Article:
Go Set A Watchmen's plot is this confusion. Harper Lee's writing is as attractive as it was in To Kill a Mockingbird (of course, this book was supposed to have been written before To Kill a Mockingbird). There are flashbacks taking us to Scout's school days, and these parts are hilarious and delightful. The dynamics of a family that does not have a feminine figure to guide a daughter is portrayed so well. Two major characters from ".. Mockingbird", Jem and Dill, are absent in "..Watchman". Jem is apparently dead of a heart-attack, and Dill is somewhere in Europe.

Atticus Finch is still a great parent. He bails out his kids so many times out of trouble. “Integrity, humor, and patience were the three words for Atticus Finch.” Even his fall from grace is not abrupt, and it is consistent with his World view. The grown up Scout is still as tomboyish, but has her moments of self-doubt. After all, convention dictates how a women should be, and every women who fights convention has to fight self-doubt too. Go Set a Watchman is essentially a coming of age novel, where a girl (a woman) learns that her father has flaws and learns to accept it.

Opinions vary on whether this book was really required. After all, the book is a "first draft" which was allegedly set aside, and there was a lot of money to be made in publishing it with or without the author's explicit consent. Opinions also vary on the act of corrupting one of the greatest male characters of all time. In my personal opinion, this is a much needed book. Most of us are content to classify things in binary - we elevated Atticus to God, and we are ready to bring him down as a racist. Go Set A Watchman is at its core against such delineation. To put it crudely, you might say that it asks us to "reason with racists". However, it could also be put differently, as Dr.Finch does when he remarks "the time your friends need you is when they’re wrong, Jean Louise. They don’t need you when they’re right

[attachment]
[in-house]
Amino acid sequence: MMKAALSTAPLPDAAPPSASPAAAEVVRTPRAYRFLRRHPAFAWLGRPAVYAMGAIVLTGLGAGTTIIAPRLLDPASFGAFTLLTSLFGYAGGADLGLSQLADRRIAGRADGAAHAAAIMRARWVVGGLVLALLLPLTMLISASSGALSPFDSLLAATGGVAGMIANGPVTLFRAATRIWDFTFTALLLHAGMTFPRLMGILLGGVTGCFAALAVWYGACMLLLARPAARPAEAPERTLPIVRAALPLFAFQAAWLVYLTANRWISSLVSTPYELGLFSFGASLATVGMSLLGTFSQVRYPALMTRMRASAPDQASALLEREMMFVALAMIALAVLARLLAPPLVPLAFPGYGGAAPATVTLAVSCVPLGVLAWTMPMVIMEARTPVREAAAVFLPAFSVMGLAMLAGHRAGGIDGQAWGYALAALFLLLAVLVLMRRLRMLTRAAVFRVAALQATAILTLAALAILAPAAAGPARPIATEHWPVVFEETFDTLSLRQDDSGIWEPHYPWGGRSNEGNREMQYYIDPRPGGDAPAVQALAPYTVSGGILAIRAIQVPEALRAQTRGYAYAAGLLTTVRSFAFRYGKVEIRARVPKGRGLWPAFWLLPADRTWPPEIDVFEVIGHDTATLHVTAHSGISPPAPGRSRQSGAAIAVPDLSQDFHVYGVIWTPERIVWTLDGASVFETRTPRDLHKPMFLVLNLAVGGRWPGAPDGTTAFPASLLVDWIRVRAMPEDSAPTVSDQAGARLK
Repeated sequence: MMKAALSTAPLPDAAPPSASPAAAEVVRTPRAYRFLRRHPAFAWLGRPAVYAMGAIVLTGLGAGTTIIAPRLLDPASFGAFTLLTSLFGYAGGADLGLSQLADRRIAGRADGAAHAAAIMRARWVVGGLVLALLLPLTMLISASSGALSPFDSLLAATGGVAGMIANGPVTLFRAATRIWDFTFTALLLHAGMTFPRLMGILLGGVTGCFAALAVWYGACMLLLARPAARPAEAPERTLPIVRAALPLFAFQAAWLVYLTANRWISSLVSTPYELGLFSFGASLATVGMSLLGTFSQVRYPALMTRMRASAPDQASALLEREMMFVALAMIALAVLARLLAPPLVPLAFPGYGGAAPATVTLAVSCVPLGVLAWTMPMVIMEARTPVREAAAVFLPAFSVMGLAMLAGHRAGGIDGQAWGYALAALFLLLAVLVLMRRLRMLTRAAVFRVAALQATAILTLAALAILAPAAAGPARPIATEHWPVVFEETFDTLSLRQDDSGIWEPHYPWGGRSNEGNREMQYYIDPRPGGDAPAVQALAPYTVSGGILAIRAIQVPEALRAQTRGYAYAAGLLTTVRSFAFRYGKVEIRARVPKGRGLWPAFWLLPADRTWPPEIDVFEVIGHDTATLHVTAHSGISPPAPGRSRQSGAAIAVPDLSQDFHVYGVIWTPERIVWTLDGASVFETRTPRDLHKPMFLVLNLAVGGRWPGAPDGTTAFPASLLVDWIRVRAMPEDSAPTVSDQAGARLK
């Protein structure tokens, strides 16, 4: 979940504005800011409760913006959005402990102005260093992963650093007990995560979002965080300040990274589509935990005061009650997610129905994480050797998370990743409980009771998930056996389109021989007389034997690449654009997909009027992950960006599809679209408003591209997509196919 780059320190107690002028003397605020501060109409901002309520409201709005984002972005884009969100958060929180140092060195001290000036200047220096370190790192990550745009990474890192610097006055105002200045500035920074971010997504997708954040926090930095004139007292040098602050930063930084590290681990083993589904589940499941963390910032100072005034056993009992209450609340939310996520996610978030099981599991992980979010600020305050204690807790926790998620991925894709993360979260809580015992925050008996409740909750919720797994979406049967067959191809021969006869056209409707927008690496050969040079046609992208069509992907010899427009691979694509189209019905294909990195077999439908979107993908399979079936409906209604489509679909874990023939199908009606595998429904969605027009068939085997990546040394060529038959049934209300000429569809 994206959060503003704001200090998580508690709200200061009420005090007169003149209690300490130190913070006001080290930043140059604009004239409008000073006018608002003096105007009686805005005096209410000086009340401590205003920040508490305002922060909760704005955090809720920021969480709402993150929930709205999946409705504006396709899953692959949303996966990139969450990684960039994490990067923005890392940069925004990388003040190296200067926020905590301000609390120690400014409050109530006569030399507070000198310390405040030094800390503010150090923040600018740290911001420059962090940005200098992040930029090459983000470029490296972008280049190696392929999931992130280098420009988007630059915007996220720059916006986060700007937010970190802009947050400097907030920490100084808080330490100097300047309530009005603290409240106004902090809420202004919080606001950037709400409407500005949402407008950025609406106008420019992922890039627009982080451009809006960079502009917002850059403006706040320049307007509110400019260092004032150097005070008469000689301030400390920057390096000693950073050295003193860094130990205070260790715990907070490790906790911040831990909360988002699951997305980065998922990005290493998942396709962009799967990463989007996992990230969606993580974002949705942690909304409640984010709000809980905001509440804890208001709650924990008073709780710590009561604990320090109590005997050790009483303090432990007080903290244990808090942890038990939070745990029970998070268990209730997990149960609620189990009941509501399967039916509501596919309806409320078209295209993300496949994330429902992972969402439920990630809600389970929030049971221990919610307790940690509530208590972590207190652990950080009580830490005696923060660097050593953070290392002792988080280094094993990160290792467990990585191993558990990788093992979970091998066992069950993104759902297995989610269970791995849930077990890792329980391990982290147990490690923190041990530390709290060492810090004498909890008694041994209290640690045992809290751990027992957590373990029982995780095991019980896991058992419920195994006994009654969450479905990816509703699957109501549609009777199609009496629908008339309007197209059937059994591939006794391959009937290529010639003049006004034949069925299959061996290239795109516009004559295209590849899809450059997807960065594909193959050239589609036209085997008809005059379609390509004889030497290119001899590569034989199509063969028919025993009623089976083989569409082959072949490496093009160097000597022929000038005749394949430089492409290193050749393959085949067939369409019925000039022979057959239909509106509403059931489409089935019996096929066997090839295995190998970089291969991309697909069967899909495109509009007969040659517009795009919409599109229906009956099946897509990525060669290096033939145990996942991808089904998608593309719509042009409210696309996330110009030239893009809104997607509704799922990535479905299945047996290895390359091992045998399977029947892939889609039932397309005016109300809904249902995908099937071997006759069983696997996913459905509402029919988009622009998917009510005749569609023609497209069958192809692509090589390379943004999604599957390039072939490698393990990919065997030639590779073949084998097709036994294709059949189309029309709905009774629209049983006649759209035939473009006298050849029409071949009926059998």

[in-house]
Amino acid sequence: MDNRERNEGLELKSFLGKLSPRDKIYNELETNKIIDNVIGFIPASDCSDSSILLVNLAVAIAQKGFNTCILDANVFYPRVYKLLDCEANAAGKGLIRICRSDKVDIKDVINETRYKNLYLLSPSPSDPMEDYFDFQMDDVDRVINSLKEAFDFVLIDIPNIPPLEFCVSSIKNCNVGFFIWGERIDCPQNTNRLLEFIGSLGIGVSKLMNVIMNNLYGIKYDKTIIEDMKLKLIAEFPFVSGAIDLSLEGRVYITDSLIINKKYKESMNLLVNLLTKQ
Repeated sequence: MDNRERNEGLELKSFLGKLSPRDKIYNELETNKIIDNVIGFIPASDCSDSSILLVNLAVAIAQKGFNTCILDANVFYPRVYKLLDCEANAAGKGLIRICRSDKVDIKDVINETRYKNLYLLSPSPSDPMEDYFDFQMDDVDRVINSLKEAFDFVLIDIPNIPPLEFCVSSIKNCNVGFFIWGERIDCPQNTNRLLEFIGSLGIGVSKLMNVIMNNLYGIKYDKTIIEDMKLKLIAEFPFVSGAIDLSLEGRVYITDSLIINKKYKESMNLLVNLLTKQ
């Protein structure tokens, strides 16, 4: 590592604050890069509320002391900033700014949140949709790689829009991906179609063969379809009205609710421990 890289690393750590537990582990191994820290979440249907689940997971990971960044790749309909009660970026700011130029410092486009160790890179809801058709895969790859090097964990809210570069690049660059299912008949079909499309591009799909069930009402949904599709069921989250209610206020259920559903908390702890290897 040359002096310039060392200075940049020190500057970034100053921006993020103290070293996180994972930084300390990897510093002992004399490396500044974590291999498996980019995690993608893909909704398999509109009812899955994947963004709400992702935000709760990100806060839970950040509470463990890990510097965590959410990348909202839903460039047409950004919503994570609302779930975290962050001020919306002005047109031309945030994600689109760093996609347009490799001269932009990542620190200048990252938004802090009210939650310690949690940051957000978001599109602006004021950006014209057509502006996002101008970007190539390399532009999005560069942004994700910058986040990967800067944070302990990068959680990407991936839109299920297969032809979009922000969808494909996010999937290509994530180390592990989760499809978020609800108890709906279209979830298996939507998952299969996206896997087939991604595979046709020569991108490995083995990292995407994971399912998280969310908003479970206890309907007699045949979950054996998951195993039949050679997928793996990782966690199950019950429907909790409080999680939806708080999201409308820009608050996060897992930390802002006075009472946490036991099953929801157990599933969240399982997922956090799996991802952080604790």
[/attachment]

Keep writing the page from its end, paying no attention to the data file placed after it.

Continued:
I wouldn't go as far as to recommend this book as a great read; it might disappoint many of you, as it has disappointed cleverer and more practiced readers than me. However I believe that this is not a book to be dismissed. The views of some of the characters in the book may seem regressive, but remember that this was written years back, and as society grows, our idea of what is regressive changes. We will never know Harper Lee's own views on a lot of these topics, but the characters reflect the mindsets of a lot of decent people. From what I make of it, her views can probably be summed up using the words of advice Atticus gives to a suitor of his own daughter on how to woo her: “Don’t push her. Let her go at her own speed. Push her and every mule in the county’d be easier to live with.” To me, Go Set a Watchman was a delightful read that took me to a faraway place, and had characters I could relate to. Give it a try, and you might feel the same too.